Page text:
The quantitative determination of hypophosphite is ordinarily based on a method requiring its oxidation. In most plating solutions the phosphite ion will also be present as one product of the electroless plating process and since it will oxidize nearly as readily as hypophosphite, the determination of the latter may be subject to error. Present methods for determininghypophosphite often use a sufficiently weak oxidizing agent to differentiate between the two phosphorus species, but the analysis requires several hours to complete. Further, lag between the actual concentration of hypophosphite in the bath and that determined may also occur when samples are only periodically taken by a technician for subsequent analysis.
SUMMARY OF THE INVENTION Therefore, it is an object of the present invention to provide an accurate method for measuring the hypophosphite ion concentration in a solution containing phosphite ions.
It is also an object to provide such a method which can be accomplished within a reasonably short time interval.
It is a further object to provide a continuous method of monitoring hypophosphite ion concentration within a bath for the electroless plating of nickel metal.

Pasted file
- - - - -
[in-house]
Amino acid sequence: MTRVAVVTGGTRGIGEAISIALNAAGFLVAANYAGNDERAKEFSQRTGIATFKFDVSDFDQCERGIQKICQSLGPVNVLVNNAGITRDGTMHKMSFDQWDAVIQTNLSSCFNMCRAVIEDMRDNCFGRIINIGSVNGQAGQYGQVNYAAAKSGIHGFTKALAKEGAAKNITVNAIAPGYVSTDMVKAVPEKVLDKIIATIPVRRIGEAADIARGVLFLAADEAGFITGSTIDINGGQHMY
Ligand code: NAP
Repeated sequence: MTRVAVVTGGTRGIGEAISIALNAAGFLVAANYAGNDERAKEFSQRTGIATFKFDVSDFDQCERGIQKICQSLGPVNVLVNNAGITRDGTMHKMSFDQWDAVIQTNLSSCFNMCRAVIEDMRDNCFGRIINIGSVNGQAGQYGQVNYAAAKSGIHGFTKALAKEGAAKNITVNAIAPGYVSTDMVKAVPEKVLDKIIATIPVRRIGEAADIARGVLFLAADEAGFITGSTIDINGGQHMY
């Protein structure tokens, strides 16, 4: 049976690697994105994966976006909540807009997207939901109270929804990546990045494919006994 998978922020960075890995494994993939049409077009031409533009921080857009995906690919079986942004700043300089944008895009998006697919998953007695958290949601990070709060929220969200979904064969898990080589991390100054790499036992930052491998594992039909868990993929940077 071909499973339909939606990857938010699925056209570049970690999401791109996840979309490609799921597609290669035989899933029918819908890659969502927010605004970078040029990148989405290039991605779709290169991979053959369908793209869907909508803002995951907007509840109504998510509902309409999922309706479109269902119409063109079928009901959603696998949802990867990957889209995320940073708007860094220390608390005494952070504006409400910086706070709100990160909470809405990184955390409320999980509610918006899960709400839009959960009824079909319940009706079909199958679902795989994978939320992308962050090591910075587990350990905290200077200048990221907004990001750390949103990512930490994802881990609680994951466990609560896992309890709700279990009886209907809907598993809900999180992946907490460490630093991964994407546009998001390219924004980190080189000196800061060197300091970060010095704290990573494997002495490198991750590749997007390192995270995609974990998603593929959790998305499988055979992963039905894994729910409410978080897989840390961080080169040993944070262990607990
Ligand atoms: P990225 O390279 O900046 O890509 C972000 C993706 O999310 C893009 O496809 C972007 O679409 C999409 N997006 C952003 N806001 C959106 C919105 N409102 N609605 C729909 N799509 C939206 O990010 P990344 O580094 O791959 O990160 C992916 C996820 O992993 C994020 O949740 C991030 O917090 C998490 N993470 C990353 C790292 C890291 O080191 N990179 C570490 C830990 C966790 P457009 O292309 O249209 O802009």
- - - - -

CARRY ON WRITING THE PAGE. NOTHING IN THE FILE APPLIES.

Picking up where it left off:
In accordance with the present invention, the acidity of a sample solution is adjusted to a pH of less than 1 whereby substantially all of the phosphite ion is converted to a more acid form that is not oxidized appreciably. An effective amount of ferric ions and a chemical complexing agent are added to the sample to oxidize a major portion ofthe hypophosphite ions and to form a colored complex with the resulting ferrous ions. By colorimetrically or photometrically determining the concentration of the ferrous ion complex, the original concentration of the hypophosphite is found.
DESCRIPTION OF THE DRAWINGS The present invention is illustrated in the accompanying drawings wherein:
FIG. I is a schematic flow diagram of a continuous hypophosphite determination system.
FIG. 2 is a graph showing typical calibration curves for the system of FIG. I.
DETAILED DESCRIPTION Turning now to FIG. 1, a system for continuously analyzing samples of solution from a plating bath 11 is shown. The plating bath solution is typically used in the electroless plating of nickel metal and contains hypophosphite ions for chemical reduction of the nickel. On oxidation, as part of the plating reaction, hypophosphite is converted to phosphite and other phosphorus species of a higher oxidation state. It is the phosphite ion which ordinarily interferes with the analytical determination of hypophosphite by oxidation techniques.